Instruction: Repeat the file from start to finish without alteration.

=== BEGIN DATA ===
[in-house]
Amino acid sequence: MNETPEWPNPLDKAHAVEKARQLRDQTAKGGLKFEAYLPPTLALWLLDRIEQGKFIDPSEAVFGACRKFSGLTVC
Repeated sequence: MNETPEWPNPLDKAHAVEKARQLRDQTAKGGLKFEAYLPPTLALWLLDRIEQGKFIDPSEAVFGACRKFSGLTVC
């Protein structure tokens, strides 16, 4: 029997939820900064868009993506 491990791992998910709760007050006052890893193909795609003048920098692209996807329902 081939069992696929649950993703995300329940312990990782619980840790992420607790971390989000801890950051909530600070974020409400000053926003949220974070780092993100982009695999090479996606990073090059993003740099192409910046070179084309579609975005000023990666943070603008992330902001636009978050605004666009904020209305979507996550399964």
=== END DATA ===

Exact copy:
[in-house]
Amino acid sequence: MNETPEWPNPLDKAHAVEKARQLRDQTAKGGLKFEAYLPPTLALWLLDRIEQGKFIDPSEAVFGACRKFSGLTVC
Repeated sequence: MNETPEWPNPLDKAHAVEKARQLRDQTAKGGLKFEAYLPPTLALWLLDRIEQGKFIDPSEAVFGACRKFSGLTVC
């Protein structure tokens, strides 16, 4: 029997939820900064868009993506 491990791992998910709760007050006052890893193909795609003048920098692209996807329902 081939069992696929649950993703995300329940312990990782619980840790992420607790971390989000801890950051909530600070974020409400000053926003949220974070780092993100982009695999090479996606990073090059993003740099192409910046070179084309579609975005000023990666943070603008992330902001636009978050605004666009904020209305979507996550399964």